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Congregation for Bishops

Emblem of the Papacy
This article is part of a series on the
Roman Curia

The Congregation for Bishops (Congregatio pro Episcopis) is the department of the Roman Curia that oversees the selection of most new bishops. Its proposals require papal approval to take effect. The Congregation schedules the visits at five-year intervals ("ad limina") that bishops are required to make to Rome, when they meet with the pope and various departments of the Curia. It also manages the formation of new dioceses.

The Congregation for Bishops does not have jurisdiction over mission territories and areas managed by the Congregation for the Oriental Churches, which has responsibility for Eastern Catholics everywhere and also for Latin Catholics in the Middle East and Greece.[1] Where appointment of bishops and changes in diocesan boundaries require consultation with civil governments, the Secretariat of State has primary responsibility, but must consult the Congregation for Bishops.[2]


  • History 1
    • Current procedure 1.1
  • Secretaries of the Congregation for the Erection of Churches and Consistorial Provisions (1588–1965) 2
  • Congregation of Bishops (since 1965) 3
    • Prefects 3.1
    • Secretaries 3.2
  • Membership 4
  • See also 5
  • References 6


The Congregation for Bishops has its origins in the "Congregation for the Erection of Churches and Consistorial Provisions" founded by Pope Sixtus V on 22 January 1588. Before the Second Vatican Council, when the pope announced the names of new cardinals at a Secret Consistory, that is, a consistory that only churchmen attended, the names of new cardinals would be read out, followed by those of archbishops and bishops. The name was changed from the Sacred Consistorial Congregation to the Congregation for Bishops in 1967. Since 30 June 2010 its Prefect has been Cardinal Marc Ouellet. Since 12 October 2013 its Secretary has been Archbishop Ilson de Jesus Montanari. Since 25 January 2012 its Undersecretary has been Monsignor Udo Breitbach.

Current procedure

The members of the Congregation for Bishops who live in Rome meet every other Thursday for an entire morning. Appointments for four dioceses are reviewed in a typical session. Before the meeting, congregation members are sent documentation on the candidates for each diocese. At the meeting, one member takes the role of the presenter (ponente), reviews the information and makes his own recommendation from the list (terna) of three candidates. Each member, in order of seniority, offers his assessment. The Congregation's recommendations, including any doubts, questions or minority opinions, are sent to the pope. He usually approves the congregation’s decision, but may choose to send it back for further discussion and evaluation. The prefect then meets with the pope every Saturday and presents the recommendations of the congregation. A few days later, the pope informs the congregation of his decision. The congregation then notifies the nuncio, who in turn contacts the candidate and asks if he will accept the appointment.[3]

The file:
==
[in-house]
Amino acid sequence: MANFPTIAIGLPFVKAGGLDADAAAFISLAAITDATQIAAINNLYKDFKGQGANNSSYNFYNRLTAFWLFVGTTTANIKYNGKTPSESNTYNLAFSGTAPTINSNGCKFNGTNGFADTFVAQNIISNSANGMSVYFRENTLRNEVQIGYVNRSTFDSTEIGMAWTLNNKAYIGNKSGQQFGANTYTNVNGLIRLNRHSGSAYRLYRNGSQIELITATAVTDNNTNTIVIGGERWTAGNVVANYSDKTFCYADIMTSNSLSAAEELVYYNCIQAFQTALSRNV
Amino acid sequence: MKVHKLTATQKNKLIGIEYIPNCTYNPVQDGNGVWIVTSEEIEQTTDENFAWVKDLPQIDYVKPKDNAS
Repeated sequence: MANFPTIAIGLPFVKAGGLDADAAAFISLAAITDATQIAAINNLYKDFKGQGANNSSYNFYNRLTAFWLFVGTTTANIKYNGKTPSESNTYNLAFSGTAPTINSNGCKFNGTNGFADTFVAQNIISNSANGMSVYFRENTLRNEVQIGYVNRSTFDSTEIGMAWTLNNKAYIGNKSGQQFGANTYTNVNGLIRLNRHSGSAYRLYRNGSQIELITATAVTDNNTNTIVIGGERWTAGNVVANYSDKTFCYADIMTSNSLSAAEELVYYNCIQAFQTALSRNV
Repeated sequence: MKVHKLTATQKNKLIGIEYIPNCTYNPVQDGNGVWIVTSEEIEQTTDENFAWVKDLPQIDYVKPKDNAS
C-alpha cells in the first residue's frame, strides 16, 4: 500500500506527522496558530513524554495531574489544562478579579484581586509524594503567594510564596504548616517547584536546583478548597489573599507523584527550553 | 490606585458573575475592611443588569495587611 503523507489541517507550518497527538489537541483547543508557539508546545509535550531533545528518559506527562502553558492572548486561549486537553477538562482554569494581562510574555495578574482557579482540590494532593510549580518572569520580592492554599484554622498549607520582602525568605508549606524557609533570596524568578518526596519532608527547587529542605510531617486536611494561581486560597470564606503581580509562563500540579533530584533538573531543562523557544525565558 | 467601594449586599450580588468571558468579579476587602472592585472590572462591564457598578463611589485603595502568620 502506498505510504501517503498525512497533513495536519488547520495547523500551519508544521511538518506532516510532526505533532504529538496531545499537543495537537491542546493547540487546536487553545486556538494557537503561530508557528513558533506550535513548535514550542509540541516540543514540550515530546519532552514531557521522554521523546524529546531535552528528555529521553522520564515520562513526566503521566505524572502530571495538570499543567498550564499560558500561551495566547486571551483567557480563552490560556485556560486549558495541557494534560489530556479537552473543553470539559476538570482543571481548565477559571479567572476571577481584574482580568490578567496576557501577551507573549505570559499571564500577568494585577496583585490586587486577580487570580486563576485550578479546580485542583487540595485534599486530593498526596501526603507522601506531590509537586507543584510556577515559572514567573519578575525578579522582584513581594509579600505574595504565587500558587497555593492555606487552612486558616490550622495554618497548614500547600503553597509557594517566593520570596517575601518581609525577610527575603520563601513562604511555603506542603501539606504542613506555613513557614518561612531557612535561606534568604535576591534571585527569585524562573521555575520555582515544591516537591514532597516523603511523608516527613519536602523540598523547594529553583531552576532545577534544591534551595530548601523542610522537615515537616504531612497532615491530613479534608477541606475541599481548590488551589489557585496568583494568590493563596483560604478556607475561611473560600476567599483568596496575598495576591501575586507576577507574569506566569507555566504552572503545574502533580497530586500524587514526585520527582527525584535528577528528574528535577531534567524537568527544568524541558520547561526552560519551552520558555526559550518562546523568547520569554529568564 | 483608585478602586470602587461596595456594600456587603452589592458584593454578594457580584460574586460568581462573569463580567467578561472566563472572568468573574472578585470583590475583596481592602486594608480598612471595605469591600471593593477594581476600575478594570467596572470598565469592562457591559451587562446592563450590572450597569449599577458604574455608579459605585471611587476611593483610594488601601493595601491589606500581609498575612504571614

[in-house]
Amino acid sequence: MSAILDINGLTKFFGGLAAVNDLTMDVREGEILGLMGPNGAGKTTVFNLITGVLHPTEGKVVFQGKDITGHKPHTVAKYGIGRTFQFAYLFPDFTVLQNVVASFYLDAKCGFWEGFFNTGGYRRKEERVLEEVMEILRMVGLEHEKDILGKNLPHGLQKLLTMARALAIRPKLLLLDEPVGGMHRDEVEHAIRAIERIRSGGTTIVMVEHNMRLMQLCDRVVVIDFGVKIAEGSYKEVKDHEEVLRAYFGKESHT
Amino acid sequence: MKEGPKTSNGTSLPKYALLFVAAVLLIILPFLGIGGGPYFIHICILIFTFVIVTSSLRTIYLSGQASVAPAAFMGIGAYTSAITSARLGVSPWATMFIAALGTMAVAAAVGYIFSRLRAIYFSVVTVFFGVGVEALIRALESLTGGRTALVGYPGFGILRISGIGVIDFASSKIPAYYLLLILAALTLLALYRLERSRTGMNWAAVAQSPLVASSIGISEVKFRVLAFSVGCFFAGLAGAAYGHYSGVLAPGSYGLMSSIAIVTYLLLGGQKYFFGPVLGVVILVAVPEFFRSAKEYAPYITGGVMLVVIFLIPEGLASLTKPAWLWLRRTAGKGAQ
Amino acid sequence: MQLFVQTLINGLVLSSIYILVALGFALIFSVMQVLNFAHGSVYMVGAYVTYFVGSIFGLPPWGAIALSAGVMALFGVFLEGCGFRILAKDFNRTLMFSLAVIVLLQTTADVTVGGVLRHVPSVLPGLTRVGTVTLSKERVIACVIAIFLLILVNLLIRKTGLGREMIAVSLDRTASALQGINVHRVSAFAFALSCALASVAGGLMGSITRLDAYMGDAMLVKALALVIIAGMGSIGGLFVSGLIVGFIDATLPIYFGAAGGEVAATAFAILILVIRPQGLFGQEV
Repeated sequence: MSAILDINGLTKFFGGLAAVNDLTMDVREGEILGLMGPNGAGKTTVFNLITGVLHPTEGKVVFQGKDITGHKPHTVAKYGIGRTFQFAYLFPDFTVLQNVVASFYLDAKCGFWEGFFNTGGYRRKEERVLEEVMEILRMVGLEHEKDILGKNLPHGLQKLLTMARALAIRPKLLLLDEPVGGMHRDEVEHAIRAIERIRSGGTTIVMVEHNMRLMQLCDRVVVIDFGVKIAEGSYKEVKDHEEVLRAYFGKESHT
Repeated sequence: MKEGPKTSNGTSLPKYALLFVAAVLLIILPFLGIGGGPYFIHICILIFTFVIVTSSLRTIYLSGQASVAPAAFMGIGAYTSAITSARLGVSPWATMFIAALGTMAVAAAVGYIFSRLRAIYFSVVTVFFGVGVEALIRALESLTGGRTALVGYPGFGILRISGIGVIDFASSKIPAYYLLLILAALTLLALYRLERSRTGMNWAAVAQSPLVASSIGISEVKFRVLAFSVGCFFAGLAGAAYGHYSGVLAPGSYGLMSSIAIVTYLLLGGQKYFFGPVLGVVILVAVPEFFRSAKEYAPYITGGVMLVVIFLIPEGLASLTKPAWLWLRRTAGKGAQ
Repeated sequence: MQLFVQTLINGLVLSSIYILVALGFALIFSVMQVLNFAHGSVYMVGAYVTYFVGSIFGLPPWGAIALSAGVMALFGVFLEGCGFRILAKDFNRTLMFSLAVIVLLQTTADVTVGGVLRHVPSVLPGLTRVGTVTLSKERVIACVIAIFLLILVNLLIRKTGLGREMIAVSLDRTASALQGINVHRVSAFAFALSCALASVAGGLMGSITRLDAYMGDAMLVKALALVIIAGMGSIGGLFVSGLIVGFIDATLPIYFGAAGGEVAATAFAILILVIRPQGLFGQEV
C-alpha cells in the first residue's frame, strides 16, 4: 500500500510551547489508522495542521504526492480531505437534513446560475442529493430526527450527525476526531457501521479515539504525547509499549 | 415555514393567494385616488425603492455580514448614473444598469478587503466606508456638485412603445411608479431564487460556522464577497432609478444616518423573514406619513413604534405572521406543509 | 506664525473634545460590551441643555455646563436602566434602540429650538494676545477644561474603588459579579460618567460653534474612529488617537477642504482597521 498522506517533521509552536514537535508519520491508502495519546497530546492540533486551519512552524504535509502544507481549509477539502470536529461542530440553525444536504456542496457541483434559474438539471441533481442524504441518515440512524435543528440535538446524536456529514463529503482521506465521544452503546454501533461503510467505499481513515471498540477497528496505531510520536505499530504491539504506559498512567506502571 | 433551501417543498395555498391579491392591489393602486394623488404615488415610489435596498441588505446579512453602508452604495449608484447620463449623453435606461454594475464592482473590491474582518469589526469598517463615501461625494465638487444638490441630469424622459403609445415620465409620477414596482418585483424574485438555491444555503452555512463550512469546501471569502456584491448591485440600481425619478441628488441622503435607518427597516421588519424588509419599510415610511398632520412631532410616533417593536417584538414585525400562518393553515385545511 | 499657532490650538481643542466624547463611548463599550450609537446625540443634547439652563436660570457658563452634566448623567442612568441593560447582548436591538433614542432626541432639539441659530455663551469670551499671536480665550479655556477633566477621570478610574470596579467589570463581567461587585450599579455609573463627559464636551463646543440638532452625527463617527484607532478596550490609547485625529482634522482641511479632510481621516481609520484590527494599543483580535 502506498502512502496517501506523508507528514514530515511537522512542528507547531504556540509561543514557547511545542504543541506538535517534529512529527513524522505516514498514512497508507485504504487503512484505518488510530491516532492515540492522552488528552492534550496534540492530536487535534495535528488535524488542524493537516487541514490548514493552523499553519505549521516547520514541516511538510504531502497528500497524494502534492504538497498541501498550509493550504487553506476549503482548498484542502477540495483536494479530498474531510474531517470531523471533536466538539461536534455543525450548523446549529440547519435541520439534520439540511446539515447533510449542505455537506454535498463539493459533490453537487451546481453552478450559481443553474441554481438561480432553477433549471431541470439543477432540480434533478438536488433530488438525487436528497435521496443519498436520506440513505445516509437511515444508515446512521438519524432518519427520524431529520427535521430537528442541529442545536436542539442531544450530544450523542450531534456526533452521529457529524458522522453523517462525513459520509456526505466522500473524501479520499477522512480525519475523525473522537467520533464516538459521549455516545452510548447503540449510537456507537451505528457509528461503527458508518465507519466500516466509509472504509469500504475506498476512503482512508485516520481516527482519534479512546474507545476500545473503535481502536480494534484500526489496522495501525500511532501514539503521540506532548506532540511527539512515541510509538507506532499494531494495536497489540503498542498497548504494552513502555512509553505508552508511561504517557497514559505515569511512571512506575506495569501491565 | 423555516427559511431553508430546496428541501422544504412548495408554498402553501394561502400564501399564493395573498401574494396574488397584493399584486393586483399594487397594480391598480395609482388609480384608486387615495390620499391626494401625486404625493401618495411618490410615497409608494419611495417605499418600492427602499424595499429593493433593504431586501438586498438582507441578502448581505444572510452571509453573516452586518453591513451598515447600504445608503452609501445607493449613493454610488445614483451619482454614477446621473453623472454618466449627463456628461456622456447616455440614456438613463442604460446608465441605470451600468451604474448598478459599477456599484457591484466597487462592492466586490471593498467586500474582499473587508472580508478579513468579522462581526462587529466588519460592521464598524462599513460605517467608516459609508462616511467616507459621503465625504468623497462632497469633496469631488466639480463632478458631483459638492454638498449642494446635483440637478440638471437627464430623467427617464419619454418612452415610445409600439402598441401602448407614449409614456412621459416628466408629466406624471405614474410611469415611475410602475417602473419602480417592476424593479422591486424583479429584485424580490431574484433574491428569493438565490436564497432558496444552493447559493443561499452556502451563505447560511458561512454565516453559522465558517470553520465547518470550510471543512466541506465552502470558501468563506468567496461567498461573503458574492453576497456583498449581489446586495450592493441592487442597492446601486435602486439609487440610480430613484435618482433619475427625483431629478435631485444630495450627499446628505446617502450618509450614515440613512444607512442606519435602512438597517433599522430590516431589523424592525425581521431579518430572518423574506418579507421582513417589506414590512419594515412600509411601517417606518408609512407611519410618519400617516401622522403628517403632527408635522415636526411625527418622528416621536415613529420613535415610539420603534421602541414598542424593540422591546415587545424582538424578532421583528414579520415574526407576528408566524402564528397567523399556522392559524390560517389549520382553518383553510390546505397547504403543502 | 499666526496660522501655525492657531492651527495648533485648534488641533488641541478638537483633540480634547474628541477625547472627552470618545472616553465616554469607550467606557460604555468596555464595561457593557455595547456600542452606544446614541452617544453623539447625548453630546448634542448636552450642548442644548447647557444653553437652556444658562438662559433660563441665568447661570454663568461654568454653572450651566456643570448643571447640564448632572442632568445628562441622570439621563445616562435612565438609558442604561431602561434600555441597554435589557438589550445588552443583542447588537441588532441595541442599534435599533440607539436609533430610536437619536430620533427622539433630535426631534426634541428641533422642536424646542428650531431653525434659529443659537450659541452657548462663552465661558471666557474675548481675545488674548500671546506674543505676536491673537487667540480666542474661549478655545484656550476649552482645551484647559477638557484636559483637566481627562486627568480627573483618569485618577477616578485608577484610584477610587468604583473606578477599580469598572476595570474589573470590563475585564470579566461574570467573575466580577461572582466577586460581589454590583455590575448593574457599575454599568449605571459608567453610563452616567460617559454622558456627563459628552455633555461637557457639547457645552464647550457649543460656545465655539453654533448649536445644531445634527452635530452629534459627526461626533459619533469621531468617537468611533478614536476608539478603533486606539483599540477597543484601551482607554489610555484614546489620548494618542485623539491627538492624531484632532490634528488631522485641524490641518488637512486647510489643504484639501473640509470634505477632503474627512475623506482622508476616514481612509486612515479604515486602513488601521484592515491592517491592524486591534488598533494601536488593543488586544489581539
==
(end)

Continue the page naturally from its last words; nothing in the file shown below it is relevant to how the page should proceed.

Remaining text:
Secretaries of the Congregation for the Erection of Churches and Consistorial Provisions (1588–1965)

Congregation of Bishops (since 1965)

In 1965, the head of the congregation took the title prefect, while the prefect's deputy took that of secretary.



The secretary of the Congregation for Bishops is concurrently the secretary of the College of Cardinals. During a Papal election the secretary of the Congregation acts as the secretary to the Conclave.


On 16 December 2013, Pope Francis modified the Congregation's membership.[5] He confirmed 18 of the Congregation's 33 members to continue and appointed 12 new members:

Among those not confirmed were five cardinals, mostly from the conservative side of the church: Angelo Bagnasco (Italy), Raymond Burke (US), Mauro Piacenza (Italy), Justin Rigali (US), and Antonio Rouco Varela (Spain). Observers with an interest in the United States noted the removal of conservative Burke and the addition of liberal Wuerl, since Burke has long advocated the denial of Communion to Catholic politicians who support legalization of abortion, a position Wuerl opposed, despite being the official stance of Pope Francis himself.[6][7][8] Others among the new members were notable for their earlier conflict with the Curia (Salazar Gómez) or disagreement with Pope Benedict XVI (Nichols). John L. Allen, Jr. called the appointments "a bombshell", noted that Francis had "maintained a degree of balance".[9][10]

See also


  1. ^ , article 60Pastor bonus
  2. ^ , article 47Pastor bonus
  3. ^ "How Bishops Are Appointed". United States Conference of Catholic Bishops. Retrieved January 7, 2014. 
  4. ^ Tornielli, Andrea (December 10, 2013). """Francis appoints a Brazilian to the "bishop factory. Vatican Insider. Retrieved 7 January 2014. 
  5. ^ O'Connell, Gerard (16 December 2013). "Pope Francis makes significant changes in the Congregation for Bishops". Vatican Insider. Retrieved 7 January 2014. 
  6. ^ Gibson, David (16 December 2013). "Pope Francis’ Vatican reforms may prompt curial pushback". Religion News Service. Retrieved 7 January 2014. 
  7. ^ Allen Jr., John L. (December 16, 2013). "Wuerl named to bishops' panel; Burke not confirmed". National Catholic Reporter. Retrieved January 7, 2014. 
  8. ^ Pope Francis: Pro-Abortion Politicians Ineligible for Communion,, 7 May 2013
  9. ^ Allen Jr., John L. (December 30, 2013). "Pope's birthday a turning point in reform campaign". National Catholic Reporter. Retrieved January 7, 2014. 
  10. ^ Allen Jr., John L. (December 17, 2013). "'"Preparing a generation of 'Francis bishops. National Catholic Reporter. Retrieved January 7, 2014. 
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